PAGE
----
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Mayor Adams’ brother stepped into dispute over sex harass allegations against Timothy Pearson

Bernard Adams Mayor Executive director of mayoral security during event with his brother Mayor Eric Adams In the South Ozone Park section of Queens. (Luiz C. Ribeiro/for ϲʿֱ)
Luiz C. Ribeiro/for ϲʿֱ
Bernard Adams Mayor Executive director of mayoral security during event with his brother Mayor Eric Adams In the South Ozone Park section of Queens. (Luiz C. Ribeiro/for ϲʿֱ)

Tensions between top mayoral adviser Timothy Pearson and an NYPD chief who backed a sergeant now accusing Pearson of sexual harassment reached such a heated point in April 2023 that had to step in to try to play peacemaker.

Meanwhile, a tape obtained by the Daily News shows that Pearson, in a bid to  prevent staff defections amid his blowup with Deputy Chief Miltiadis “Milt” Marmara, went into damage control at a key April 12 staff meeting, suggesting .

City of New York Police Department Promotion Ceremony at Police Dept. Headqurters, 1 Police Plaza. Police officer Timothy Pearson was promoted from Lt. to Cpt.
City of New York Police Department Promotion Ceremony at Police Dept. Headqurters, 1 Police Plaza. Police officer Timothy Pearson was promoted from Lt. to Cpt.

Pearson also suggests on the tape Marmara had to go into career “purgatory” because he refused to apologize for the spat.

The April 11, 2023 argument is a central element of the sexual harassment lawsuit filed last week by retired NYPD Sgt. Roxanne Ludemann alleging Pearson inappropriately touched her, then engineered a retaliation campaign when she rebuffed his advances.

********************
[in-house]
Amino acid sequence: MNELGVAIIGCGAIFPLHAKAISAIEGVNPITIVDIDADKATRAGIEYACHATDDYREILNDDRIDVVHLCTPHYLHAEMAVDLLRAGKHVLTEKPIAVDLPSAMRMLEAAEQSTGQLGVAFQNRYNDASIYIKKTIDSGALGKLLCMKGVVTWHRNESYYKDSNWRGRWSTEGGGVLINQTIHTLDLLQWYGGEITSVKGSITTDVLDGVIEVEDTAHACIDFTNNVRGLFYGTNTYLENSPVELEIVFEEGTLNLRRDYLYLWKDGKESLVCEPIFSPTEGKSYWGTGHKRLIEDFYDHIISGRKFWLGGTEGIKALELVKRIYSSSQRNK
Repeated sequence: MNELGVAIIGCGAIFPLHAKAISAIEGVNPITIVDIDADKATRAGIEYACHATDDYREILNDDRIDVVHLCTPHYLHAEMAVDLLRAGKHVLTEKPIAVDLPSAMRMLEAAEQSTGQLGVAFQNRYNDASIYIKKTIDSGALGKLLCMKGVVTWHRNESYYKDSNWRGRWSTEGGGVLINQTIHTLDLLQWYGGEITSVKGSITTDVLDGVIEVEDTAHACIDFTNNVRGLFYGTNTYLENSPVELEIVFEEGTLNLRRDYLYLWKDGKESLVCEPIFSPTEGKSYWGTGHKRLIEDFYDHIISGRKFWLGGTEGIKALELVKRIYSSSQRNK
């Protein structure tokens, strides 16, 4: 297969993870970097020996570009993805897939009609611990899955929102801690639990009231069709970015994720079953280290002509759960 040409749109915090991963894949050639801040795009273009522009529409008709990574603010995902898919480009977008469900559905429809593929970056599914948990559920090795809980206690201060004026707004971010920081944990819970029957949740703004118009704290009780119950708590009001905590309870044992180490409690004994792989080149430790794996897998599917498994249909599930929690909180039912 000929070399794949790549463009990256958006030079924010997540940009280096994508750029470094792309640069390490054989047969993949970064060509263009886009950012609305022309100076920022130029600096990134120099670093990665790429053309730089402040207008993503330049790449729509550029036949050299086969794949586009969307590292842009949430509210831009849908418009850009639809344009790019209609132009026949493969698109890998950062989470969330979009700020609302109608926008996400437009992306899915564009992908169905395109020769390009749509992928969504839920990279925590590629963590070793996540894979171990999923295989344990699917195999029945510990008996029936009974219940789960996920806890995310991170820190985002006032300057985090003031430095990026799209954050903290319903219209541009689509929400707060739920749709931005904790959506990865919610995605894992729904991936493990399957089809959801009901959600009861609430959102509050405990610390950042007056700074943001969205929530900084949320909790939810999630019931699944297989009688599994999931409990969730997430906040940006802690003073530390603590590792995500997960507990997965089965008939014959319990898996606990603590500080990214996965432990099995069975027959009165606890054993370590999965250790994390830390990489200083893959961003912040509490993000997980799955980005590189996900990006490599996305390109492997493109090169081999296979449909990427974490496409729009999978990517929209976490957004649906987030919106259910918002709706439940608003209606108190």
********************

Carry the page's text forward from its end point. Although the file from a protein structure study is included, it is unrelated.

Marmara, who at the time worked for Pearson as commanding officer of Municipal Services Assessment, a mayoral unit that investigates the performance of city agencies, took sides with Ludemann, the lawsuit says.

Bernard Adams, who had two months earlier, spoke with Marmara in an effort to broker some kind of truce, according to a 90-minute recording of the April 12 meeting obtained by The News.

“He came out and talked to him directly, Bernard, came out and talked to him direct,” Pearson says in an April 12 meeting with staffers. “He had the opportunity. He told him what he had to do to rectify this and he chose not to do it.”

Retired NYPD Sgt. Roxanne Ludemann. (Courtesy of Roxanne Ludemann)
Retired NYPD Sgt. Roxanne Ludemann. (Courtesy of Roxanne Ludemann)

Later in the meeting, Pearson says, referring to Adams, “He came out here to talk to him and make sense to him. He shoulda got on the phone the same day —  ‘I did boo boo ba ba.’ I would have said every statement helps. [But] he continued to stir the s–t.”

Marmara left the unit after the Pearson argument and is now assigned to Patrol Borough Brooklyn North as executive officer.

After the argument with Pearson, Marmara got calls April 13 to go to the to be drug tested and, on April 14, from the commander of the NYPD that counsels cops to apparently check on him, sources familiar with the sequence said.

The two events coming so soon after the argument is questionable, said Ludemann’s lawyer John Scola.

“It’s a well known form of retaliation in the NYPD,” Scola said.

Lou La Pietra, Marmara’s lawyer, declined to comment. Marmara’s union president Chris Monahan also declined comment.

Pearson, who makes $244,000 a year, occupies a unique role in the administration. Though his salary comes from the , he has had his hands in the migrant crisis and seems to wield considerable influence in the NYPD.

Kayla Mamelak, a spokeswoman for the mayor, said due to pending litigation, “We cannot provide comment at this time. We will respond accordingly in court.”